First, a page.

Objectives: The Massachusetts Medicaid and Children's Health Insurance Program, MassHealth, offers comprehensive Senior Care Options (SCO) plans to its Medicare-eligible members 65 years and older. Historically, MassHealth has paid a fixed per-person capitation rate for any "nursing home-certifiable" SCO member despite considerable heterogeneity of need. Our objective was to develop a model to predict long-term services and supports (LTSS) costs for community-dwelling SCO members.
Study design: Concurrent predictive modeling.
Methods: We studied nursing home-certifiable SCO members who were enrolled for at least 183 days during 2016-2017 and used linear models to predict annual cost of community-based LTSS from demographic, medical, social determinants of health, and functional characteristics. We evaluated model performance using predictive performance (R2) and predictive ratios (observed costs divided by predicted costs) for various vulnerable subgroups.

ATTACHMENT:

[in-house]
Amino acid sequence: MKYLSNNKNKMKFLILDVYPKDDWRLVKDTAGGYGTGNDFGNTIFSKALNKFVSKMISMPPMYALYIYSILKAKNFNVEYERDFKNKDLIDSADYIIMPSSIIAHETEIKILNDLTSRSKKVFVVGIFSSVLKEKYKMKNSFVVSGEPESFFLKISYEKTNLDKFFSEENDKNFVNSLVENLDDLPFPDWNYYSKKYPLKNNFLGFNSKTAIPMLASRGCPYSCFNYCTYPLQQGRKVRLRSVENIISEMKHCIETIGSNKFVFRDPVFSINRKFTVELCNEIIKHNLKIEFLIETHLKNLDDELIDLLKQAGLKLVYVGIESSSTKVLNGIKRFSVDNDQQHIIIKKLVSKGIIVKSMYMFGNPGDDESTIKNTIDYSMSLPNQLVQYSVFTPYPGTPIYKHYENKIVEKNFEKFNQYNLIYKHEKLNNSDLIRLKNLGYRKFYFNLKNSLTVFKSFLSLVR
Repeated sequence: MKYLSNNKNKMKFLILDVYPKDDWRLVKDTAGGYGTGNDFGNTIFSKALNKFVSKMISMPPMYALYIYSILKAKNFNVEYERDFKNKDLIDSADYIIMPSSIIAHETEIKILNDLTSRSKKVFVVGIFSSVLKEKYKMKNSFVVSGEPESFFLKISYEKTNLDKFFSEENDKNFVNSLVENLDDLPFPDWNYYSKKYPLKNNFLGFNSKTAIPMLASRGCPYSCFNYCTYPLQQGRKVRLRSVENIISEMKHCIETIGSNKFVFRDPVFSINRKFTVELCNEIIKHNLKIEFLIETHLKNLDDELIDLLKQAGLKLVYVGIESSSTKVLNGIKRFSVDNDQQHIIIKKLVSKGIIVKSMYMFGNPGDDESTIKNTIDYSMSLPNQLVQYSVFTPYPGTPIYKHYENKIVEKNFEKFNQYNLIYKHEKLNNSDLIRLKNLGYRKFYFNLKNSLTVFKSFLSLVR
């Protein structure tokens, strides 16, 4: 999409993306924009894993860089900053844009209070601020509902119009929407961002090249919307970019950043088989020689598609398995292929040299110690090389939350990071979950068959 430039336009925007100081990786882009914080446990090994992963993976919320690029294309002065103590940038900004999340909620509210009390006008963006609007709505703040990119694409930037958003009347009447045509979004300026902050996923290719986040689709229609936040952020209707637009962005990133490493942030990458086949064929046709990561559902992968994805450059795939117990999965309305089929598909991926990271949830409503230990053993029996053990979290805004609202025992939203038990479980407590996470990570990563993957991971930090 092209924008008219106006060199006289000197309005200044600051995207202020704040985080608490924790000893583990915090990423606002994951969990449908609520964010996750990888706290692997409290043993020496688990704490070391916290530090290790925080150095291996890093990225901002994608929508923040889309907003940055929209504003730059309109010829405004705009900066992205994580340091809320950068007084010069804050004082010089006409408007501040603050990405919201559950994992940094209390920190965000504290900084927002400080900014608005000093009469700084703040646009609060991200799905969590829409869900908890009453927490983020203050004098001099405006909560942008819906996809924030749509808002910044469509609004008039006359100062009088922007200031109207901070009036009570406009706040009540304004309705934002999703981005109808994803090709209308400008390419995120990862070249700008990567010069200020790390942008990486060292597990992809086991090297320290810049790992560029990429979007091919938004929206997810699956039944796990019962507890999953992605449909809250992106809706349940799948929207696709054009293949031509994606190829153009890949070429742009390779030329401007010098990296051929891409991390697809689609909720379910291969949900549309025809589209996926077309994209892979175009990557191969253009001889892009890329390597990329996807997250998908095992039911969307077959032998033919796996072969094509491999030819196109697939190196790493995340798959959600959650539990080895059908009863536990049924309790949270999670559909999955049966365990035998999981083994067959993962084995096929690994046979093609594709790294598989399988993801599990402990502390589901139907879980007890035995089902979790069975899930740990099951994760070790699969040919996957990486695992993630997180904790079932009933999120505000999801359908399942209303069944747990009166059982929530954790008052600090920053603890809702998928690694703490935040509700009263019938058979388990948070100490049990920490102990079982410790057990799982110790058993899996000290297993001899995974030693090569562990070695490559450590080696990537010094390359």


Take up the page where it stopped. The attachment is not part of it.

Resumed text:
Results: The modeling population included 35,259 enrollees. Mean (SD) annualized LTSS cost was $14,071 ($13,174). Functional status (ie, activities of daily living [ADLs] and instrumental ADLs) accounted for most of the variability in community LTSS cost (R2 = 18.4%) explainable by available variables. The Massachusetts SCO (MA-SCO) model (R2 = 21.6%) predicts accurately for several high-cost, vulnerable subgroups. Compared with fixed per-member capitation payments for all, the MA-SCO model reduces, for example, the payment to one plan by 28% and increases that to another by 35%.
Conclusions: Predictive models using administrative data and functional status information can appropriately allocate payments for subgroups of members with LTSS needs that differ substantially from average. Calibrating payment to need mitigates incentives for population skimming and promotes the sustainability of mission-oriented organizations.